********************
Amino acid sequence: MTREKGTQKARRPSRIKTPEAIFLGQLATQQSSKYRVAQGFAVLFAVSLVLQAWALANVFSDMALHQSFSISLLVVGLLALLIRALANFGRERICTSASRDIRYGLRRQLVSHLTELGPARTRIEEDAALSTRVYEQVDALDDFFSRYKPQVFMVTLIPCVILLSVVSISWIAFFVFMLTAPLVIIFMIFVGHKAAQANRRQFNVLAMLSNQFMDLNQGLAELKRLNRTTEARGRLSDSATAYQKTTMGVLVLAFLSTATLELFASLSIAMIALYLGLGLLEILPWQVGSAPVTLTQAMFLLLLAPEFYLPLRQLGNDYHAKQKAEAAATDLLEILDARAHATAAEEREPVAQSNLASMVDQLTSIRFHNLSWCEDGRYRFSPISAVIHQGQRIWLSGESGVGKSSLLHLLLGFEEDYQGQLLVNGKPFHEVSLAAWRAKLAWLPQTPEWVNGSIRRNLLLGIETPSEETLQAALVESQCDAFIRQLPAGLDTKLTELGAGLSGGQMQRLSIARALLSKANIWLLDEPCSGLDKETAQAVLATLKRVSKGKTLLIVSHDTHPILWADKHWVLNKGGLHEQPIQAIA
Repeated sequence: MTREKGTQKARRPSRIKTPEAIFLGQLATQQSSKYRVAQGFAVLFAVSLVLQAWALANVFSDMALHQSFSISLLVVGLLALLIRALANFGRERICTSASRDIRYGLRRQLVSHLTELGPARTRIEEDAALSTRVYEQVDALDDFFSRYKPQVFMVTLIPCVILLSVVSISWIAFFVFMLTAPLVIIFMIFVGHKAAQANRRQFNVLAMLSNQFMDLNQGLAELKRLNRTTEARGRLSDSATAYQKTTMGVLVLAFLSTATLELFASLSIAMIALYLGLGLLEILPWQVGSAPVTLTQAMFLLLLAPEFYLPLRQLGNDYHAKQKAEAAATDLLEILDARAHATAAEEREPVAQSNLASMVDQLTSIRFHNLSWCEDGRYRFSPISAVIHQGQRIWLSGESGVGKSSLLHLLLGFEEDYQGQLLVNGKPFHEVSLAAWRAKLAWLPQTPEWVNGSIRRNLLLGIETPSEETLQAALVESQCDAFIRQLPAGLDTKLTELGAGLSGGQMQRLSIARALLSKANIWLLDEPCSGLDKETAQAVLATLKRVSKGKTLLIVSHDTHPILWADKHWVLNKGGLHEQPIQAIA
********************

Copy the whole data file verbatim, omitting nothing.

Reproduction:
Amino acid sequence: MTREKGTQKARRPSRIKTPEAIFLGQLATQQSSKYRVAQGFAVLFAVSLVLQAWALANVFSDMALHQSFSISLLVVGLLALLIRALANFGRERICTSASRDIRYGLRRQLVSHLTELGPARTRIEEDAALSTRVYEQVDALDDFFSRYKPQVFMVTLIPCVILLSVVSISWIAFFVFMLTAPLVIIFMIFVGHKAAQANRRQFNVLAMLSNQFMDLNQGLAELKRLNRTTEARGRLSDSATAYQKTTMGVLVLAFLSTATLELFASLSIAMIALYLGLGLLEILPWQVGSAPVTLTQAMFLLLLAPEFYLPLRQLGNDYHAKQKAEAAATDLLEILDARAHATAAEEREPVAQSNLASMVDQLTSIRFHNLSWCEDGRYRFSPISAVIHQGQRIWLSGESGVGKSSLLHLLLGFEEDYQGQLLVNGKPFHEVSLAAWRAKLAWLPQTPEWVNGSIRRNLLLGIETPSEETLQAALVESQCDAFIRQLPAGLDTKLTELGAGLSGGQMQRLSIARALLSKANIWLLDEPCSGLDKETAQAVLATLKRVSKGKTLLIVSHDTHPILWADKHWVLNKGGLHEQPIQAIA
Repeated sequence: MTREKGTQKARRPSRIKTPEAIFLGQLATQQSSKYRVAQGFAVLFAVSLVLQAWALANVFSDMALHQSFSISLLVVGLLALLIRALANFGRERICTSASRDIRYGLRRQLVSHLTELGPARTRIEEDAALSTRVYEQVDALDDFFSRYKPQVFMVTLIPCVILLSVVSISWIAFFVFMLTAPLVIIFMIFVGHKAAQANRRQFNVLAMLSNQFMDLNQGLAELKRLNRTTEARGRLSDSATAYQKTTMGVLVLAFLSTATLELFASLSIAMIALYLGLGLLEILPWQVGSAPVTLTQAMFLLLLAPEFYLPLRQLGNDYHAKQKAEAAATDLLEILDARAHATAAEEREPVAQSNLASMVDQLTSIRFHNLSWCEDGRYRFSPISAVIHQGQRIWLSGESGVGKSSLLHLLLGFEEDYQGQLLVNGKPFHEVSLAAWRAKLAWLPQTPEWVNGSIRRNLLLGIETPSEETLQAALVESQCDAFIRQLPAGLDTKLTELGAGLSGGQMQRLSIARALLSKANIWLLDEPCSGLDKETAQAVLATLKRVSKGKTLLIVSHDTHPILWADKHWVLNKGGLHEQPIQAIA